Tuesday, September 1, 2015
I'm Not for Legalization, I'm Against Prohibition
Also available at Cannabis in Canada.ca
Legalizing cannabis is easy, just take it out of the Controlled Drug and Substances Act, treat like a non-taxed, basic good, and then allow individuals and their respected communities to figure out the rest. All the “what about x” arguments can be dismissed on the grounds that personal liberty and free markets are not only morally and logically superior to monopoly and taxation, but have always outperformed government central plans economically.
Nearly 100 years after Ludwig von Mises published “Economic Calculation in the Socialist Commonwealth,” there has still yet to be a solid rebuttal to the belief that government planners have all the tacit knowledge to plan and organize correctly. This knowledge is by its very nature decentralized among millions of individuals and only revealed through market pricing. No matter how elegant the design, or effective the plan is made out to be, government planners will never match the “best practice” of free and fair markets.
It's crucial to reject any and all government plans for a post-legalization environment. Once the plant is rightfully removed from the CDSA (or better yet, the entire Act is scrapped), then all governments have to do are their basic functions: Enforce private property rights and ensure law and order. Regulating cannabis, like the other regulations in the economy, will provide a mechanism for dishonest entrepreneurs to influence, control, and write the rules.
Government regulations are often fixed and unchanging, unwilling and unable, to adapt to prevailing market conditions. Take the CRTC for example: they think they can control Canadian content on the Internet. It's almost laughable if it wasn't so dangerous. In contrast, market-based solutions change according to consumer demand because people vote with their money. Consider the literary industry: there is a market for literature as well as unadulterated smut. If we ordered the publishing industry to resemble the democratic process, we would have to vote for smut or literature every four years. More often than not, I imagine smut would win out and the minority literature crowd would be sitting around waiting another four years for their chance at getting their favourite books published.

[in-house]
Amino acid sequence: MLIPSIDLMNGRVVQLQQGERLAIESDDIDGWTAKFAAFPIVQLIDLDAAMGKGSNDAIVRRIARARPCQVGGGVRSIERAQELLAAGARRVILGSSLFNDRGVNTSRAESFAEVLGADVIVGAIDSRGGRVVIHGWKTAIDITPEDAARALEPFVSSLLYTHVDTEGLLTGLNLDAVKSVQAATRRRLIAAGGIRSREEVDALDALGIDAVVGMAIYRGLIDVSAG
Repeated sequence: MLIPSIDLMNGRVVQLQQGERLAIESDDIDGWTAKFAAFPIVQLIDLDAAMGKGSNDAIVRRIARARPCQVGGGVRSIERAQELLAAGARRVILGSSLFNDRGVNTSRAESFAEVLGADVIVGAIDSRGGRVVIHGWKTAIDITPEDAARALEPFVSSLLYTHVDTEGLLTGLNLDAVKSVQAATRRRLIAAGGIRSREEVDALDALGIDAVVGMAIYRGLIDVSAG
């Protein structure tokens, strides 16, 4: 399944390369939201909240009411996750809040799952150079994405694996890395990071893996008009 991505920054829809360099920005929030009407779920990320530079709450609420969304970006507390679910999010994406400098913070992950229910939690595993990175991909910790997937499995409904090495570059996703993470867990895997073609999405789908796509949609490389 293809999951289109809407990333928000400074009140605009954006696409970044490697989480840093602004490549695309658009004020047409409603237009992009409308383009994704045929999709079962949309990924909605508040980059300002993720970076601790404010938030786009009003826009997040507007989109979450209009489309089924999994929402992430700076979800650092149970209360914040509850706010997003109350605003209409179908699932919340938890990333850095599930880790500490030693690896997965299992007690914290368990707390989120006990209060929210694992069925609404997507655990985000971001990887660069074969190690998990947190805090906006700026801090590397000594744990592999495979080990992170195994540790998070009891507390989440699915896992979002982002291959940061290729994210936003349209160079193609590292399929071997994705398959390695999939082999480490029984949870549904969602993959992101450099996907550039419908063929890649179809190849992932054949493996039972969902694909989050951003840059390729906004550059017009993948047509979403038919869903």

Of course, we don't treat books that way. Law and order is a bit more complicated, so goes the argument, so it's not a matter of just “voting with your money,” despite how much more rational that approach is. And considering, absent taxation, the only way to acquire wealth is to provide your fellow man with a good or service on a voluntary basis. There's simply no rationale for hating the rich. If we vote with our money, and rich people have more money, that's incentive for you to become rich. There is no moral justification for stealing from people who have earned their wealth honestly based on your false sense of victimization. It should be clear by now that the Marxian notions of class, exploitation and surplus value are dangerously flawed. So when people talk about legalizing cannabis so governments can “tax and regulate” it, I cringe with fear. This plant is our gateway to liberty, but some people are so eager to end prohibition that they're willing to forgo any radicalism in hopes of looking good in the public eye.
If your sole political goal is to have a legal environment where cannabis is treated like alcohol, then by all means, keep doing what you're doing. But if you recognize that legalization won't end prohibition for certain entrepreneurs and consumers; that it will give a politically-connected cartel the exclusive rights to produce and sell; that it will give governments more tax-revenue so they can continually bomb the Middle East as well as keeping that “social safety net” Ponzi scheme from enduring its inevitable collapse; that it will prevent the free market from developing cannabis derivatives that can replace fossil fuels and environmentally-damaging plastics. If you're willing to forgo all these major issues and how they're directly related to ending cannabis prohibition, then by all means vote Liberal, vote NDP, support municipal regulations. But remember: alcohol was re-legalized nearly a century ago and the industry still suffers from prohibition. Many capitalists and bureaucrats have used these probationary controls to further their own agenda.
It's naive to think the billion-dollar cannabis industry will somehow be exempt from this crony-capitalist system. If all you want to do is smoke cannabis legally, regardless of who grows it or the amount of tax you pay on top of it, then ignore this post. But if you recognize that Canada's problems don't begin and end with Stephen Harper's leadership, that there are systematic issues in how we're organizing society, then come join us in using cannabis as our gateway to liberty.